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China’s relationship with the Gulf states is becoming increasingly close. Economic ties have been growing for decades, based around the specific mutual trade needs of the two regions – that is, China’s immense demand for oil and the Gulf’s need to sell it. These economic ties are now being complemented by closer political ties and an enhanced security relationship. These links were aptly demonstrated with the December 2022 inauguration of the first China-Gulf Cooperation Council summit held in Saudi Arabia, which emphasised co-operation on security and support for each other’s ‘core interests’, and China’s March 2023 brokering of a détente between Saudi Arabia and Iran.
At a time of escalating geopolitical tension around China’s role in the world, and with Chinese relations with the UK, EU and US all becoming increasingly fraught, it is plausible that this enhanced collaboration with the Gulf will cause alarm in some quarters. In particular, the Gulf’s increased reliance on trade with China may spark fears that its appetite to follow the West’s political and cultural lead will be reduced.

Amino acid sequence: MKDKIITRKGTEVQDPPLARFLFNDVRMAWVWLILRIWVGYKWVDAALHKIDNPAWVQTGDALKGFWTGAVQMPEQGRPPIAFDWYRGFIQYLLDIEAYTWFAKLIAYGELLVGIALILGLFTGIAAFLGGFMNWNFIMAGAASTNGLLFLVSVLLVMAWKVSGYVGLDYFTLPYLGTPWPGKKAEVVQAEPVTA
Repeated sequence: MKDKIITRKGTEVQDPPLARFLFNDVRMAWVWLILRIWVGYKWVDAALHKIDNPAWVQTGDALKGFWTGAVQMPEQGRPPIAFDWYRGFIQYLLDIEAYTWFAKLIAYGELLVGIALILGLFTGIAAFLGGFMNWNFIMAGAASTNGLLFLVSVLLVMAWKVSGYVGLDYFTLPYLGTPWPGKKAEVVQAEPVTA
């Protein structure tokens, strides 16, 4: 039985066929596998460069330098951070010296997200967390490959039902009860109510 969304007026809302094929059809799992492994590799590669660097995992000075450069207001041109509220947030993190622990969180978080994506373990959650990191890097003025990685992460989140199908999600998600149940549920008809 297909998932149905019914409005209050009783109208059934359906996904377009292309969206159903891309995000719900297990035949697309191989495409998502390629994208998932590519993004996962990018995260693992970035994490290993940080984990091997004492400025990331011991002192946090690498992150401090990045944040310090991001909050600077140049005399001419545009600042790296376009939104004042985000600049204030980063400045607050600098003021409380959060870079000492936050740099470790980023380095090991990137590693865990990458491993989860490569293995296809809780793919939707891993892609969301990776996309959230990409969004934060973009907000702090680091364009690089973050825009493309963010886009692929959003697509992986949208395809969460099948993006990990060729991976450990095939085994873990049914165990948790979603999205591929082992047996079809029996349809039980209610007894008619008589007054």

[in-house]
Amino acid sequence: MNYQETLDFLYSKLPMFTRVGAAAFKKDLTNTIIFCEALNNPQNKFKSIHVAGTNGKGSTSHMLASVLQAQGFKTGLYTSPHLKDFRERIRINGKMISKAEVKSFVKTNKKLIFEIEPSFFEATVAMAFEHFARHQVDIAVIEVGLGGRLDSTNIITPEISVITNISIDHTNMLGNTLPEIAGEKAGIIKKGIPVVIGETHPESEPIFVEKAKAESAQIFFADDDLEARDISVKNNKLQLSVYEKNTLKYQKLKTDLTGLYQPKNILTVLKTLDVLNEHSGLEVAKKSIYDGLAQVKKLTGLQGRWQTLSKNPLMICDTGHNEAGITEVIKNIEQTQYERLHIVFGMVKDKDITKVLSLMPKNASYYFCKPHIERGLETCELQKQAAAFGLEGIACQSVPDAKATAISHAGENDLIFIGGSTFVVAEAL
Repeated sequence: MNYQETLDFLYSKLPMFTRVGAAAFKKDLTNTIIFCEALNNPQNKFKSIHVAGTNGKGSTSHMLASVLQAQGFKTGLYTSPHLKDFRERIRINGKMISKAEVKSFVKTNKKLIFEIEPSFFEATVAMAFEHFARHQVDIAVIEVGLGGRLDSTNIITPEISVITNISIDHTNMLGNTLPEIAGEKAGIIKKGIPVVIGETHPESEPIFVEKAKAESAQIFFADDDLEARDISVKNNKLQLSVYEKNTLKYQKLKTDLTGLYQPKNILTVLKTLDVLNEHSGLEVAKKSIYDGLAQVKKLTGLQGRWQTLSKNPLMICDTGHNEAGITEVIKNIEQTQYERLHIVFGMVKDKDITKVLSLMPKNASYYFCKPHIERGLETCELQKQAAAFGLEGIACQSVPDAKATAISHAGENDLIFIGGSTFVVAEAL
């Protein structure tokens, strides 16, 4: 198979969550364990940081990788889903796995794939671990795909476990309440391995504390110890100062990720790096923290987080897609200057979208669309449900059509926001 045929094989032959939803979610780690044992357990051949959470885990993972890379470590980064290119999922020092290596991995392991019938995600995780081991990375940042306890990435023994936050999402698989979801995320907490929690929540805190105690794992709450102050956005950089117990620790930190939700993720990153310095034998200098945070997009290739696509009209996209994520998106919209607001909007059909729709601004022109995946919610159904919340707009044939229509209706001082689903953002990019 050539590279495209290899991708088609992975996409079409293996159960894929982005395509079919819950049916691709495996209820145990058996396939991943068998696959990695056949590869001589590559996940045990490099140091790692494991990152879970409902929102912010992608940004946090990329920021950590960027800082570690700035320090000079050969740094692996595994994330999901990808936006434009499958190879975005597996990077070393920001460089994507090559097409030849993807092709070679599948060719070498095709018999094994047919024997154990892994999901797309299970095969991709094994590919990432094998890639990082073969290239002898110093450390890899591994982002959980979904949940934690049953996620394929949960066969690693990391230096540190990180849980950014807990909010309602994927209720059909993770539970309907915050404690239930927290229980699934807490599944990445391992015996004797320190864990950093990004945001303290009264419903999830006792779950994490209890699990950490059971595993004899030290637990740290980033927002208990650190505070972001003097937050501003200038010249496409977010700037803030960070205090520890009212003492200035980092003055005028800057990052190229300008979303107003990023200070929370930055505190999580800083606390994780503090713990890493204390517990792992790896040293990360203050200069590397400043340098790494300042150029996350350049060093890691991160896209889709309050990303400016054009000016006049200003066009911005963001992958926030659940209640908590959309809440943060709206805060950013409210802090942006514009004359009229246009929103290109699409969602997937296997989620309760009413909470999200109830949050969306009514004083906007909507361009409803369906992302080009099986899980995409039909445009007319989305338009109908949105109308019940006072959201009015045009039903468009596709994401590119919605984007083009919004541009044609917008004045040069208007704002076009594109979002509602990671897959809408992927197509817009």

This discussion will explore how Gulf-Chinese relations have evolved and whether the apparent Chinese mediation breakthroughs are quite as profound as many think. They will also strive to situate traditional western powers in this moment of seeming Chinese ascendancy, and to reflect on whether there are plausible avenues for three-way – west, Gulf, China – mutually beneficial relations.
Join us on 11 May to mark the launch of the Lau China Institute’s latest policy paper, "Culture, history and change: The Gulf in between the West and China," by Dr David B Roberts and Dr Chuchu Zhang. The authors will be joined by Professor Yahia Zoubir, Dr Dawn Murphy and Mr Ahmed Aboudouh to discuss the key take aways and recommendations for policy. There will be an opportunity for Q&A and networking at the end. Tea/coffee will be provided.
Please note, places are limited so registration is essential. King's Staff & Students ticket holders will be required to show valid proof of King's ID upon entry.
About the speakers
Dr David B Roberts is an Associate Professor at King’s College London. He is also Adjunct Faculty at Sciences Po. Previously, David was the Director of the Gulf office of the Royal United Services Institute for Defence and Security studies think-tank (RUSI Qatar). His primary research interest focuses on the politics, foreign affairs, and international security of the Gulf monarchies and the wider Middle East. His new book, ‘Security Politics in the Gulf Monarchies,’ was published in 2023 by Columbia University Press.